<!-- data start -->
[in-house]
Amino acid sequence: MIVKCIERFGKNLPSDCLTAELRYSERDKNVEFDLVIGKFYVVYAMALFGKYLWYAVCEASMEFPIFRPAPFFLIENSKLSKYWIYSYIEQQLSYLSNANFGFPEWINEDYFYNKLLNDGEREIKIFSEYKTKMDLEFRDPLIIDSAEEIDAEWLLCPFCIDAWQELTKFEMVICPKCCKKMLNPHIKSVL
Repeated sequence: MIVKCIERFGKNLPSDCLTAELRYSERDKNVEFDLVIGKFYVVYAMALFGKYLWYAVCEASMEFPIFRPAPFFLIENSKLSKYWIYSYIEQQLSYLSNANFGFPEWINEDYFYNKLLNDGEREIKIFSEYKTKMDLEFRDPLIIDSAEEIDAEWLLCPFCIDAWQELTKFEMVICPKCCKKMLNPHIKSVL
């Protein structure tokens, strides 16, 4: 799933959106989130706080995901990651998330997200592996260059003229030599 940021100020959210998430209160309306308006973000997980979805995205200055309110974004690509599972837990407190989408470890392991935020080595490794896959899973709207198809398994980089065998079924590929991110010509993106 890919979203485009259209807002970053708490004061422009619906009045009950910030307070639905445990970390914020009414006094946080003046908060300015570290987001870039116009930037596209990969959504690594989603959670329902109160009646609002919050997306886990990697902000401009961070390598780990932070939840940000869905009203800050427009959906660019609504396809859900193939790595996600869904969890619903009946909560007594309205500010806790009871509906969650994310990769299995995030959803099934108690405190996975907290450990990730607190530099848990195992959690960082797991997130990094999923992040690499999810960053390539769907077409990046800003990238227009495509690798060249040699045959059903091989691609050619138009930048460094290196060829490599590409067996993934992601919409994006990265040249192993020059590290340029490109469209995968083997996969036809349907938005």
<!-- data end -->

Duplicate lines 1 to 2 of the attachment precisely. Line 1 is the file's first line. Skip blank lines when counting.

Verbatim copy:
[in-house]
Amino acid sequence: MIVKCIERFGKNLPSDCLTAELRYSERDKNVEFDLVIGKFYVVYAMALFGKYLWYAVCEASMEFPIFRPAPFFLIENSKLSKYWIYSYIEQQLSYLSNANFGFPEWINEDYFYNKLLNDGEREIKIFSEYKTKMDLEFRDPLIIDSAEEIDAEWLLCPFCIDAWQELTKFEMVICPKCCKKMLNPHIKSVL